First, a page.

Here are some key points about borderline personality disorder. More detail and supporting information is in the main article.
- People with BPD have problems regulating thoughts, emotions and self-image, can be impulsive and reckless, and often have unstable relationships with other people.
- Most cases of BPD begin in the early stages of adulthood, seem to be worse in young adulthood, but may get better with age.
- Experts do not yet know what causes BPD.
- Genetics, environmental factors and brain abnormalities are thought to play a role in the development of BPD.
- About 85% of people with BPD also meet diagnostic criteria for another mental illness, such and often suffer fromdepression, anxiety disorders, substance abuse, and eating disorders, along with self-harm, suicidal behaviors, and completed suicides.
- BPD and schizophrenia often co-exist, but the two are distinct conditions.
- A person can be diagnosed with BPD if they display at least five of nine recognized symptoms.
- Symptoms of BPD can be triggered by situations others find untroubling.
- As many as 80% of people with BPD go on to develop suicidal behavior, and 4-9% go on to commit suicide.
- BPD is commonly treated with psychotherapy, aided with medication and, occasionally, hospitalization.
- There is no cure for BPD, but symptoms can improve over time and many people with BPD find ways to manage their condition successfully to lead satisfying lives.
Borderline personality disorder (BPD) is characterized by emotional instability, unstable self-image (“who am I?”), unstable (“love-hate”) interpersonal relationships, and poor impulse control. BPD is the most prevalent personality disorder in clinical settings and is associated with severe functional impairment, substantial treatment utilization, and high rates of mortality by suicide. BPD is strongly associated with substance use disorders, mood disorders, anxiety disorders, and other personality disorders. BPD is not due to a medical or substance use disorder.
Lasts For Years/Lifetime
- Unemployment (interrupted education; sudden shifts in vocational aspirations; recurrent job losses)
Cooperation (Critical, Quarrelsome):
Unstable, Intense, Chaotic Relationships:
- Unstable interpersonal relationships characterized by alternating between extremes of idealization and devaluation
- Unstable self-image or sense of self
- Frantic efforts to avoid real or imagined abandonment
- Transient, stress-related paranoid ideation or severe dissociative symptoms.
- Inappropriate, intense anger or difficulty controlling anger
Justice (Disorganized, Careless):
- Impulsivity at least two areas that are potentially self-damaging (e.g., spending, sex, Substance Abuse, reckless driving, binge eating)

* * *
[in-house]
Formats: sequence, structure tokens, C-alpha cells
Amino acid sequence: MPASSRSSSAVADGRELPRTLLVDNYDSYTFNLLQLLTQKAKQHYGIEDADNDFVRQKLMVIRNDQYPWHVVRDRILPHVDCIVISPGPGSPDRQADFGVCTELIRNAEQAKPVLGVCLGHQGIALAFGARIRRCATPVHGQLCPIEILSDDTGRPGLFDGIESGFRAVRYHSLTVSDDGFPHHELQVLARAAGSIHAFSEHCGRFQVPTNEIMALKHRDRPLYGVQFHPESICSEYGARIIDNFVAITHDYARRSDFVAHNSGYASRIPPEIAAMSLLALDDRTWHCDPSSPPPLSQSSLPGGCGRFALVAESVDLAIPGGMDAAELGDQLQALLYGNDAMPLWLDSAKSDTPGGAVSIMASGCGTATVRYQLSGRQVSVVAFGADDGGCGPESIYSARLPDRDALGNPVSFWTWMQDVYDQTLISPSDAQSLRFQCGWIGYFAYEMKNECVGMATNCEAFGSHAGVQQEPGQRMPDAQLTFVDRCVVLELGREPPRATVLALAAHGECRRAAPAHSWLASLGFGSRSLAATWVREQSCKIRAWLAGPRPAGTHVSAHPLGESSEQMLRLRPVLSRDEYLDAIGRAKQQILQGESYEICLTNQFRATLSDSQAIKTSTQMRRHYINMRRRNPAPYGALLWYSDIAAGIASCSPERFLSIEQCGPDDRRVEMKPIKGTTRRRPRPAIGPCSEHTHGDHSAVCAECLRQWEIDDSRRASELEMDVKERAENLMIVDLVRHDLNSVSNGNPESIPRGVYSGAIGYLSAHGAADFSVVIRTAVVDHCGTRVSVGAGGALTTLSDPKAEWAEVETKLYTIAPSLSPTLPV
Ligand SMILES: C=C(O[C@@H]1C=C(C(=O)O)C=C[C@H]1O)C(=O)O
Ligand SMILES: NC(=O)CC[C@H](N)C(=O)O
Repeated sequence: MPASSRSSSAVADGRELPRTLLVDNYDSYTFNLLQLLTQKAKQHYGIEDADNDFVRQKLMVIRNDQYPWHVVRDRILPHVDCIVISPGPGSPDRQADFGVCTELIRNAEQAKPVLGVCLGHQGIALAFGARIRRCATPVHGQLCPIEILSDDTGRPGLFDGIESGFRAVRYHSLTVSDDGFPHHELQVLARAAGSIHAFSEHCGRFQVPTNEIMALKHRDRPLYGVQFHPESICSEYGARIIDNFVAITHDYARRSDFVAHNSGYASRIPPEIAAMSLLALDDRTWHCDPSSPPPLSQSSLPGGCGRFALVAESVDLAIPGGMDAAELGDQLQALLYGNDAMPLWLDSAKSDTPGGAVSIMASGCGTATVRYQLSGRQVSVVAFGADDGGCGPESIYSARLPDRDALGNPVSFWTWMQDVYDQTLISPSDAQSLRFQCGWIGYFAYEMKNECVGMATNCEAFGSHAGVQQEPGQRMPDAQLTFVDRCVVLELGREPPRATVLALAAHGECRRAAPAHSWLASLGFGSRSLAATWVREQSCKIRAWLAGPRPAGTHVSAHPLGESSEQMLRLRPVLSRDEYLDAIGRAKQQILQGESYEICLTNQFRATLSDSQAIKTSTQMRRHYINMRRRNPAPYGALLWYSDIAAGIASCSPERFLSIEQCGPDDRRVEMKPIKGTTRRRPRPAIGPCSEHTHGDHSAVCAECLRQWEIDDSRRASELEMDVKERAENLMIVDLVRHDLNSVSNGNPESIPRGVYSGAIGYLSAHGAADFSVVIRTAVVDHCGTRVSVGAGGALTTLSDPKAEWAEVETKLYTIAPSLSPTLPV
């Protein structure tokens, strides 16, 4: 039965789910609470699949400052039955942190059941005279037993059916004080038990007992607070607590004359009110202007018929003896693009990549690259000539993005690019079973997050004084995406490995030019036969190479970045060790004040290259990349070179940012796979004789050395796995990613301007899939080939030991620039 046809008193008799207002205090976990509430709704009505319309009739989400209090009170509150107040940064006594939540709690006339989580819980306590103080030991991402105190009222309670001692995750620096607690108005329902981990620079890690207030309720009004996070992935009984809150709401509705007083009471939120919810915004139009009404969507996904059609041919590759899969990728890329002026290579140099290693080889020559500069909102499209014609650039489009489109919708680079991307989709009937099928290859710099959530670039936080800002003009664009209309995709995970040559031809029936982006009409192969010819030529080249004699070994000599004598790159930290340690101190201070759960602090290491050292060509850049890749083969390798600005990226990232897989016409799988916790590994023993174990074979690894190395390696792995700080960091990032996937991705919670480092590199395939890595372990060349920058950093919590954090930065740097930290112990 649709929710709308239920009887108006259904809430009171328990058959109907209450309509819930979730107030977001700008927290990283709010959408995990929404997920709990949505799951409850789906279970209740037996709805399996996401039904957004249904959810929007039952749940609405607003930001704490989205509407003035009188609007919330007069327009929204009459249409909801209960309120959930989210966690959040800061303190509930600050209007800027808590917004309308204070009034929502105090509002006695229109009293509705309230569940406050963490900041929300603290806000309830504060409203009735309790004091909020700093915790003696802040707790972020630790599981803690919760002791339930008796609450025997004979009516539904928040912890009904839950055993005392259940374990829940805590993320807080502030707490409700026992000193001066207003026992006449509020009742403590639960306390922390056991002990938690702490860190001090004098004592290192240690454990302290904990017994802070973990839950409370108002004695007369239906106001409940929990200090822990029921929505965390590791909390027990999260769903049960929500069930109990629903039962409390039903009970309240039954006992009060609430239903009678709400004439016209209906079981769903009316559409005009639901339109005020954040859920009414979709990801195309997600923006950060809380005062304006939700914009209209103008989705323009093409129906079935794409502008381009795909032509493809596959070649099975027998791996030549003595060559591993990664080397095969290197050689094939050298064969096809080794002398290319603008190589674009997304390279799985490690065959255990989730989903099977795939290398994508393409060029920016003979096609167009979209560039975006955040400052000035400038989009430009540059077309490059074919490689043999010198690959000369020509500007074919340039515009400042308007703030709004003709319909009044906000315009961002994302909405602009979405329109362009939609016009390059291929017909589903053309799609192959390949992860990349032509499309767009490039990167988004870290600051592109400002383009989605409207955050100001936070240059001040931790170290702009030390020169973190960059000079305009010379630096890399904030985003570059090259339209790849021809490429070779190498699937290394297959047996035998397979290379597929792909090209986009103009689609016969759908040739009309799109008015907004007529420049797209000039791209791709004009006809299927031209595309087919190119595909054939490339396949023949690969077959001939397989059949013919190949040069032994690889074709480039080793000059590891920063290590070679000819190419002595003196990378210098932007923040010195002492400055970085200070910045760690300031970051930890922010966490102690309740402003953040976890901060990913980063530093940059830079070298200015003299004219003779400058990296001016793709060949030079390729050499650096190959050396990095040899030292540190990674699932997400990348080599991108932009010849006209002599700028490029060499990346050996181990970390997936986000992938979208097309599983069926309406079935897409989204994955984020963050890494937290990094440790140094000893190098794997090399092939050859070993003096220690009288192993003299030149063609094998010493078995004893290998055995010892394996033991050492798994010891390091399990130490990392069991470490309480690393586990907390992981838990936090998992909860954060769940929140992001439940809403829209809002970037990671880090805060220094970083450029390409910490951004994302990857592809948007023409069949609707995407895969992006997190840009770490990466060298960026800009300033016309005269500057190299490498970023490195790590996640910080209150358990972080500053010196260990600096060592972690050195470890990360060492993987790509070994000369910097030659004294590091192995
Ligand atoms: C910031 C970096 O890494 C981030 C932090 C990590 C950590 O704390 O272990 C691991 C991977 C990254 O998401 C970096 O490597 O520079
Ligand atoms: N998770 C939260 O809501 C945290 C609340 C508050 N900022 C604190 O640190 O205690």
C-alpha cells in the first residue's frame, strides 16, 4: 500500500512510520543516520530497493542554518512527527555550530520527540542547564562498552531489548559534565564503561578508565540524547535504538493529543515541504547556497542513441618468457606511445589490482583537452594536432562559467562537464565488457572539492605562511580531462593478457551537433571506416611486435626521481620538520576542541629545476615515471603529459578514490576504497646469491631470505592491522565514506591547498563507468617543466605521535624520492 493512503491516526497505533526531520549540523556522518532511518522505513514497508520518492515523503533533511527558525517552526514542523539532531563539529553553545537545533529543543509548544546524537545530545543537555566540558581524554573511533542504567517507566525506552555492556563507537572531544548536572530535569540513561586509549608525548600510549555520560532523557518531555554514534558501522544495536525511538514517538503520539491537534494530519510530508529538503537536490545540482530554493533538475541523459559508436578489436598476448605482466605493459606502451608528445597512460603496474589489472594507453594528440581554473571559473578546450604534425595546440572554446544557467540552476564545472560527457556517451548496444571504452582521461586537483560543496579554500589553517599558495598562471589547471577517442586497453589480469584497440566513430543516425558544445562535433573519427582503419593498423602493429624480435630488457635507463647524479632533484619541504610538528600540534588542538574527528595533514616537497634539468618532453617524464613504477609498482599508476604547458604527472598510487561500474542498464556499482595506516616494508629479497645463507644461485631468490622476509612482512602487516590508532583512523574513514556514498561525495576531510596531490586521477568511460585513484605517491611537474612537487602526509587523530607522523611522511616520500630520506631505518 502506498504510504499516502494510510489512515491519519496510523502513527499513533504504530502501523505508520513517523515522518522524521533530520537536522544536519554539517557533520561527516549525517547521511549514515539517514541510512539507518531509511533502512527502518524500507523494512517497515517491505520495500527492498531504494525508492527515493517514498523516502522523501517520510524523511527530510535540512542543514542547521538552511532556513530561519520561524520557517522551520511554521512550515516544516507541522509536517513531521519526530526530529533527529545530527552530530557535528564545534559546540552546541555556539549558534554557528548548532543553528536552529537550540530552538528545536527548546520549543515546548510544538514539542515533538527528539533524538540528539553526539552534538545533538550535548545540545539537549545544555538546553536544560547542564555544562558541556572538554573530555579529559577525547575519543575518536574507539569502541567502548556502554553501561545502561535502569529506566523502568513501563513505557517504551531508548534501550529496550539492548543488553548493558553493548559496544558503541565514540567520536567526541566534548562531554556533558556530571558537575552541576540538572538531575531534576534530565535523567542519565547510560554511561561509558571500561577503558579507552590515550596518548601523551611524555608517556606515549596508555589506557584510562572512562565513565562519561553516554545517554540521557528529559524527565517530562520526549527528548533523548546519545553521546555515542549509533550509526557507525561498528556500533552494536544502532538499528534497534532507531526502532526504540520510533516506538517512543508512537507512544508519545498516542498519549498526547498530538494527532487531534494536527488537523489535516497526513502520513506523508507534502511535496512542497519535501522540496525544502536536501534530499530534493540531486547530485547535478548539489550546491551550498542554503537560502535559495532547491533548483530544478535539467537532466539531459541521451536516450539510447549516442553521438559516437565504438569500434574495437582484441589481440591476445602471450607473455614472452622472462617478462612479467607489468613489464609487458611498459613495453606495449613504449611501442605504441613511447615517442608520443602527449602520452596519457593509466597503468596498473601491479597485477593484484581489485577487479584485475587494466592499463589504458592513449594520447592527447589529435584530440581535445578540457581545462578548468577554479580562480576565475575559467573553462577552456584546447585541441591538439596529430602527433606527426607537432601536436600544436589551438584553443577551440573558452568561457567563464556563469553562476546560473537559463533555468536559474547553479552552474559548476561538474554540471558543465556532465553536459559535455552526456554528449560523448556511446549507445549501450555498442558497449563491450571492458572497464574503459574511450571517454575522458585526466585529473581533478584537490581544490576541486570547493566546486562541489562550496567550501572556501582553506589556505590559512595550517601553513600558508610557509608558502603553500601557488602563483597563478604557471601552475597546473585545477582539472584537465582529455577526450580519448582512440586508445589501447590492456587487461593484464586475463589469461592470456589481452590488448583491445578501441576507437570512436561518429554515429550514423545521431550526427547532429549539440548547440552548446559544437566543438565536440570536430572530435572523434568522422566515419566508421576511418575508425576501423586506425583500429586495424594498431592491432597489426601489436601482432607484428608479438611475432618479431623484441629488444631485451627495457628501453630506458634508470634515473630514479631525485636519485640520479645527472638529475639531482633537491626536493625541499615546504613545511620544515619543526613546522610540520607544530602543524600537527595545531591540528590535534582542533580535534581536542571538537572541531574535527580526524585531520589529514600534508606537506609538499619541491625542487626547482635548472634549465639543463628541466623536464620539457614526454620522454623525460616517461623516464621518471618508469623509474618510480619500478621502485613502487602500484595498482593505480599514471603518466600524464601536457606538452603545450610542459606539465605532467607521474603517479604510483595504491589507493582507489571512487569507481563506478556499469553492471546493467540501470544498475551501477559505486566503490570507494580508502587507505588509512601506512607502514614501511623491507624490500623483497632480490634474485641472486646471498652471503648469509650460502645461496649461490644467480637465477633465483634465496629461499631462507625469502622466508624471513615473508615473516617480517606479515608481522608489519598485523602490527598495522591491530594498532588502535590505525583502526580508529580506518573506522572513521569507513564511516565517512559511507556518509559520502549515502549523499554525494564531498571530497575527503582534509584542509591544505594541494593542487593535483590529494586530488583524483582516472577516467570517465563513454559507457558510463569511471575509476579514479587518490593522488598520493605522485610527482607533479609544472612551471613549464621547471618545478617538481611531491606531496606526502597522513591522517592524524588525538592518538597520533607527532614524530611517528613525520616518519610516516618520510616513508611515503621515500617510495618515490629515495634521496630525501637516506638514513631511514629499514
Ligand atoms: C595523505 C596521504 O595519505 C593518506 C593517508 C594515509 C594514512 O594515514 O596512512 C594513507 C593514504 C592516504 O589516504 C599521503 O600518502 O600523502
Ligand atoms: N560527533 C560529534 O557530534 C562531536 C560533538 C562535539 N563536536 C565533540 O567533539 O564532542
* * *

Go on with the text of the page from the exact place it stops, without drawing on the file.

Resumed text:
Courage (Anxious, Easily Upset):
- Emotional instability due to a marked reactivity of mood
- Recurrent suicidal behavior, gestures, or threats, or self-mutilating behavior
- Chronic feelings of emptiness
Borderline (Emotionally Unstable) Personality Disorder 301.83
This diagnosis is based on the following findings:
- Frantic efforts to avoid real or imagined abandonment ( still present )
- Unstable and intense ‘love-hate’ relationships ( still present )
- Identity disturbance: markedly and persistently unstable self-image or sense of self ( still present )
- Impulsivity in at least two areas that are potentially self-damaging ( still present )
- Recurrent suicidal behavior, gestures, or threats, or self-mutilating behavior ( still present )
- Rapidly shifting emotions ( still present )
- Chronic feelings of emptiness ( still present )
- Inappropriate, intense anger or difficulty controlling anger ( still present )
- Transient, stress-related paranoid ideation or severe dissociative symptoms ( still present )
Individuals with Borderline (Emotionally Unstable) Personality Disorder have impaired ability to regulate their emotions, have unstable perceptions of self and others that lead to intense and chaotic relationships, and are prone to act on impulses, including self-destructive impulses.
- Have emotions that can change rapidly and spiral out of control, leading to extremes of sadness, anxiety, and rage.
- “Catastrophize,” seeing problems as disastrous or unsolvable, and are often unable to soothe or comfort themselves without the help of another person.
- Become irrational when strong emotions are stirred up, showing a significant decline from their usual level of functioning.
- Lack a stable sense of self: Their attitudes, values, goals, and feelings about themselves may seem unstable or ever-changing, and they are prone to painful feelings of emptiness.